On January 12, 2021, the Ontario government declared a second provincial emergency under section 7.0.1 (1) of the Emergency Management and Civil Protection Act, in response to the drastic rise in the number of COVID-19 cases in the province.
As part of the provincial emergency, Ontario has issued a stay-at-home order that will come into effect at 12:01 a.m. on Thursday, January 14, 2021, and will last for at least 28 days. This stay-at-home order requires that Ontarians remain at home except for certain permitted purposes, including going to the grocery store or pharmacy, accessing health care services, exercising, or working, where permitted. The province has mandated that “all businesses must ensure that any employee who can work from home, does work from home” (emphasis added).
In addition, outdoor organized gatherings will be limited to only five people, all non-essential retail stores may only be open between the hours of 7 a.m. and 8 p.m., and non-essential construction will be further restricted. Masks or face coverings are required for everyone in indoor areas of businesses and organizations, and are also recommended outdoors when it is not possible to maintain physical distancing of at least two metres. Of note, the stay-at-home order does not define what work or jobs are essential.
New Workplace Safety Measures
The Ministry of Labour, Training and Skills Development is also launching the “Stay Safe All Day” campaign, which aims to protect workers by focusing workplace inspections in areas of high transmission and providing new educational materials to employers on promoting safe behaviour in the workplace.
The “Stay Safe All Day” campaign is in response to workplace inspections that show that, while the majority of workplaces appear to be following COVID-19 safety protocols while working, they may forget about them in break rooms, in vehicles, or when not “on the clock”. As part of the campaign, safety inspectors will focus on workplaces with reported COVID-19 outbreaks, manufacturing businesses, warehouses, distribution centres, food processing operations, construction projects and essential, publicly accessible workplaces, such as grocery stores.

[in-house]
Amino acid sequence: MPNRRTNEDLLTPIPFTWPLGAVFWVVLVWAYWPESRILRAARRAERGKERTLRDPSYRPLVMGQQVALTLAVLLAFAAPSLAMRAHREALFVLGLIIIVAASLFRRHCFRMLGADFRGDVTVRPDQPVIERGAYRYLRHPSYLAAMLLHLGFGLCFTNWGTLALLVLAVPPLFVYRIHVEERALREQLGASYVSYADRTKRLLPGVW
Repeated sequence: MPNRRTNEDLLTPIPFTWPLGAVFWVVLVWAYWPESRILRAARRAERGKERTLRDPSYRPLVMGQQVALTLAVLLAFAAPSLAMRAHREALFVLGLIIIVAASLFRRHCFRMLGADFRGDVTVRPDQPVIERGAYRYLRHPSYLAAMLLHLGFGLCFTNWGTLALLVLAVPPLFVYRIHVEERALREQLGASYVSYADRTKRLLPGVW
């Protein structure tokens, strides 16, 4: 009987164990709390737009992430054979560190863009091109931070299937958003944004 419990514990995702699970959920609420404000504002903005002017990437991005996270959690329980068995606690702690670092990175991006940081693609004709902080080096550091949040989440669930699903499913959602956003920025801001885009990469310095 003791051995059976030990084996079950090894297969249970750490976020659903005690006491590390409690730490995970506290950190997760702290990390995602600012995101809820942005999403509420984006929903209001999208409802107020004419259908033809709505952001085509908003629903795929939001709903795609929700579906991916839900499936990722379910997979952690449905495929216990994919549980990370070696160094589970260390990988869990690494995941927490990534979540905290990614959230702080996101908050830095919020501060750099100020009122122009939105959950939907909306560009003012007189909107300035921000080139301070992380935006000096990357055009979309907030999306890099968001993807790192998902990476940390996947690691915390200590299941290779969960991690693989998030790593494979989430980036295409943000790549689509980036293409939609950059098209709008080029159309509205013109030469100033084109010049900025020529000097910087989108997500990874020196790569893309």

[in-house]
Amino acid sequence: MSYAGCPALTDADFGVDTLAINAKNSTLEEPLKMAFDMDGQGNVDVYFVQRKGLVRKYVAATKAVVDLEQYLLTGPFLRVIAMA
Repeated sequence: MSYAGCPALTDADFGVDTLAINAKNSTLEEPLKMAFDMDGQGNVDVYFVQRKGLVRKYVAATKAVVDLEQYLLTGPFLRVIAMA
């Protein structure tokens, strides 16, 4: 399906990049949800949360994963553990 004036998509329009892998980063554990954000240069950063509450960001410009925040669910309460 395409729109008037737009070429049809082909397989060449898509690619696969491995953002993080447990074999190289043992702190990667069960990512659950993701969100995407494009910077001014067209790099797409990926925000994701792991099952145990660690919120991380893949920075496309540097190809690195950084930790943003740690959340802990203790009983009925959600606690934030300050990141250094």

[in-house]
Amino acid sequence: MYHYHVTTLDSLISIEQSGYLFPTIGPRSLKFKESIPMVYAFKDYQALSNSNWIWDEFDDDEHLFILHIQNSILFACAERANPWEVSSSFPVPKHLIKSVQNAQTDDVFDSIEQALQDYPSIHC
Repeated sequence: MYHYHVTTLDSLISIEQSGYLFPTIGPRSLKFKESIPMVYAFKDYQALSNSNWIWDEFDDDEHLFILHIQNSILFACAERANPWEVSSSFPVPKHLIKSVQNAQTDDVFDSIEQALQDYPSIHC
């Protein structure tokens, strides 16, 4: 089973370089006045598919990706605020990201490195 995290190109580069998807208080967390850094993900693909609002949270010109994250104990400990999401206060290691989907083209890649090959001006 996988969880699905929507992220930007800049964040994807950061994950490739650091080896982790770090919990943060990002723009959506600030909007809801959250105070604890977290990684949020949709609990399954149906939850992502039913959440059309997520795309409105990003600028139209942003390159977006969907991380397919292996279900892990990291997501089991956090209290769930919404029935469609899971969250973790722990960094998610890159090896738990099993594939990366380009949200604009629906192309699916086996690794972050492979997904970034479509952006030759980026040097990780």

If an employee becomes infected with COVID-19, they may be entitled to federally funded paid sick leave of up to $500 per week for two weeks. This is in addition to Canada’s Recovery Caregiver Benefit, which provides up to $500 per week for up to 26 weeks to those who are unable to work because they must care for a child under 12 years of age or a family member in need of supervised care.
All provincial offences officers, including the Ontario Provincial Police, local police forces, bylaw officers, and provincial workplace inspectors, have the authority to issue tickets to individuals who do not comply with the stay-at-home order, not wearing a mask or face covering indoors in places open to the public, and retail operators and companies not enforcing the ongoing and new COVID-19 regulations and orders.
What this means for Ontario Employers
Employers need to ensure that their employees are aware of the changes and that they take active steps to ensure their employees are following the guidelines and regulations with respect to COVID-19. Failing to do so may result in a fine, prosecution, or the (temporary) closure of a business. Employers are reminded to ensure their employees are aware of the federal government funding available to them in the event time off due to COVID-19 is required. Businesses open pursuant to O. Reg. 82/20: Rules for Areas in Stage 1 under the Reopening Ontario (A Flexible Response to COVID-19) Act, 2020, S.O. 2020, c. 17 are reminded that they are required to have a written COVID-19 Safety Plan in place.
Diana F. Saturno is a member of the Fogler, Rubinoff LLP Employment Law Group and can be reached at firstname.lastname@example.org
*Sahar Sayyad is a Student-at-Law at Fogler, Rubinoff LLP.